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In Elma, Japanese-American bean sprout business rooted in history ends
In Elma, Japanese-American bean sprout business rooted in history ends

In Elma, Japanese-American bean sprout business rooted in history ends

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Until he retired in September, John Tsujimoto was a farmer, like his father, and his grandfather before him.

Unlike them, this Japanese-American farmer grew only one crop: bean sprouts.

Asian cuisine

John Tsujimoto’s bean sprouts, grown locally, were fresher, and would last longer before they needed to be sold or thrown out.

In a business dominated by agricultural conglomerates, Tsujimoto was a one-man niche operation. For 48 years, he rose at 5 a.m. to tend his indoor sprout farm in Elma.

When he quit, he was growing and delivering about a ton of sprouts each week to more than 20 restaurants and Asian markets, mostly in Buffalo and Amherst.

Mung bean seeds

Mung bean sprouts seeds that come from China.

Fresh mung bean sprouts, an essential part of Vietnamese, Thai and other Asian dishes, have a short half-life. Most bean sprouts sold in Buffalo are grown in New York City, trucked in weekly.

Tsujimoto’s sprouts, grown locally, were fresher, and would last longer before they needed to be sold or thrown out. For 48 years, in a former gift shop in Elma, Tsujimoto’s father, Joshua, brother Mark and others built a family business.

John Tsujimoto, of Elma, has been a leading supplier of bean sprouts to area restaurants for the past 48 years and he's decided to retire from the business.

A self-effacing man, Tsujimoto resisted the suggestion he was restaurant-famous. Then he mentioned the time a few years ago he had dinner at Winfield’s Pub.

As he got out of the car, a guy looked up from the auto he was fixing next door and announced: “It’s the Bean Sprout Guy.”

John Tsujimoto turned 70 in October, encouraged into retirement by his Social Security calculations, and the profound relief of not having to steer a bean-sprout-loaded Ram minivan through 20-stop runs in lake-effect snowstorms.

John Tsujimoto hefts last 45-pound bag of bean sprouts

John Tsujimoto was one of the main suppliers of bean sprouts to Western New York for the past 48 years. He grew the sprouts in 20-gallon buckets, which produced 80 to 90 pounds of sprouts. The sprouts took one week to mature from seed and were stored in the cooler in 45-pound bags.

“You know, the old Marv Levy saying, ‘If you're thinking about retiring, you're retired?’ ” He took a look at his Social Security calculations and “decided I was done.”

The fact Western New York had a Bean Sprout Guy is a direct result of Japanese-American families being forced out of their communities and into camps during World War II.

“My grandfather was farming in the Imperial Valley, in California, real close to the Mexican border,” Tsujimoto said. “That's where my dad was born. My grandfather couldn't own any land until my dad was born, and he was automatically an American citizen, so they got to buy a farm.”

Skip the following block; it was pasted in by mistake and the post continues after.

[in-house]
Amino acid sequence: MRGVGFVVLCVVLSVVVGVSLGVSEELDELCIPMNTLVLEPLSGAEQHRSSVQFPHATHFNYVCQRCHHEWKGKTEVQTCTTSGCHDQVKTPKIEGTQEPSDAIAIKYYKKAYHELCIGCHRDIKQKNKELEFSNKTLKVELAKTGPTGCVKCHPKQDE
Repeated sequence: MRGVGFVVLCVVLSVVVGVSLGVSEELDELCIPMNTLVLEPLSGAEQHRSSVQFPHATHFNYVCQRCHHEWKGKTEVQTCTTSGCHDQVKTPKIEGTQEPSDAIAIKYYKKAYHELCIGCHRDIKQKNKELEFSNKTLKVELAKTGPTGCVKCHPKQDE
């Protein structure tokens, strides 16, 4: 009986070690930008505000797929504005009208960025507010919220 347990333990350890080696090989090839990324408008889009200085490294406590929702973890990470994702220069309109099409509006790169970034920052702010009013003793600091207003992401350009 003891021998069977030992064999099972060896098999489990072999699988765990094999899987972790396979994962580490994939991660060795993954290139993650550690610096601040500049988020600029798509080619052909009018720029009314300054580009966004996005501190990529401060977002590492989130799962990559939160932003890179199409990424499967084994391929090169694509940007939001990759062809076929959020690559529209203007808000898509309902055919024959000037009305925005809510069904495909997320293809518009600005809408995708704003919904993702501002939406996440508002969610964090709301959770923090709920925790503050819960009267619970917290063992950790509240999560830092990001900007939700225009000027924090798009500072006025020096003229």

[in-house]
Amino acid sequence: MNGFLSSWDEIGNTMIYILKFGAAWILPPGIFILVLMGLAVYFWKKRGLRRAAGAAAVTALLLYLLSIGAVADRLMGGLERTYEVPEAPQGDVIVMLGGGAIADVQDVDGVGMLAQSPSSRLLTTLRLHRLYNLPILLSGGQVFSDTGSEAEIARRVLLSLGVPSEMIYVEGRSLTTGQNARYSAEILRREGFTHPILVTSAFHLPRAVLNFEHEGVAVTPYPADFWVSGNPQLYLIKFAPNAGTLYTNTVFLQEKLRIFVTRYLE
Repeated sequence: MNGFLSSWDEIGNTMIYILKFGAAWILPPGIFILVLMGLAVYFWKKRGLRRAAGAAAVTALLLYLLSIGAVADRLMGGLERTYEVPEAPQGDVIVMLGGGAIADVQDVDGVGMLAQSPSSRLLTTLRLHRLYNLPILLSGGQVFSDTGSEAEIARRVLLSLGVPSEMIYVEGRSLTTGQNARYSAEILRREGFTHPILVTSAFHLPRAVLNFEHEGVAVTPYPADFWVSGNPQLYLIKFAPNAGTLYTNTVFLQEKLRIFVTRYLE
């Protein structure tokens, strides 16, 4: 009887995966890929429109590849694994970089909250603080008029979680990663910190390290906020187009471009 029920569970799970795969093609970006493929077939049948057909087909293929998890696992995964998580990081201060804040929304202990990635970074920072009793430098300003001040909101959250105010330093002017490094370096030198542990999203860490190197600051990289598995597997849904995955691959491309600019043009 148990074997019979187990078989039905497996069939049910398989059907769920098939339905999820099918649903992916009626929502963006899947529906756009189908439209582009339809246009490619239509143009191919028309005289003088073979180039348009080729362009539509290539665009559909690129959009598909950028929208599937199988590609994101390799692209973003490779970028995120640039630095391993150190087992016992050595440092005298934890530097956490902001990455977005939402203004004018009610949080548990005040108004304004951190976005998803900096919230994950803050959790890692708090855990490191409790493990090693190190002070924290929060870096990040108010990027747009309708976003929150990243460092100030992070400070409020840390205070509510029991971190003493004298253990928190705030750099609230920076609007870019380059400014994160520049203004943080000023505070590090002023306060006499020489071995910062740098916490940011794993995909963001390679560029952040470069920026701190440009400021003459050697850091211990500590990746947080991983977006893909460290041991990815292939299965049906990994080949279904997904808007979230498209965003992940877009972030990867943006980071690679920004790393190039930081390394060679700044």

After Pearl Harbor, the family was interned in Poston, Ariz. “But if you could find a sponsor in the East you could you could move out of the camps,” Tsujimoto said. “So somehow my dad found a sponsor in Marilla.”

While other Japanese-Americans lost everything they owned during internment, the Tsujimotos got lucky. “They had really good neighbors who looked after their property and their farm equipment and stuff like that,” he said. As a result, his father at least got to start farming the unfamiliar soil of Marilla with familiar tools.

Tsujimoto said his father, aiming to send his four children to college, opened an Asian gift and grocery store on Seneca Street. It wasn’t enough.

After a brief run at making tofu, Joshua Tsujimoto settled on sprouts. Early customers included Tempura-Ya on Bailey Avenue, and Arigato Steakhouse in Clarence, the first teppanyaki flattop-based showoff-chef restaurant in Western New York, the Benihana concept.

Checking the sprouts

John Tsujimoto, looking over a batch of bean sprouts on Day Six of the process that is nearly ready to harvest and produce about 650 pounds of sprouts.

When his son Ben, who works for The Buffalo News, was born in 1985, Tsujimoto was working janitorial gigs besides the bean sprouts. He’d rise at 5 a.m., work bean sprouts, then clean at Iroquois schools from 3 to 11 p.m.

John Tsujimoto ran the business with his brother Mark, then started flying solo around 1995.

“The last year and a half, I was getting pretty decent money,” Tsujimoto said. Several accounts encouraged him to raise his prices. He did, and for once had enough money.

“So the last year, I was doing all right,” he said.

“But I was always doing all right,” he continued. “I'm a Christian, and I think if you follow Jesus seriously, he says, ‘You put my kingdom first and you'll have everything you need.’ I've always believed that. At least in my life, it's been true.”

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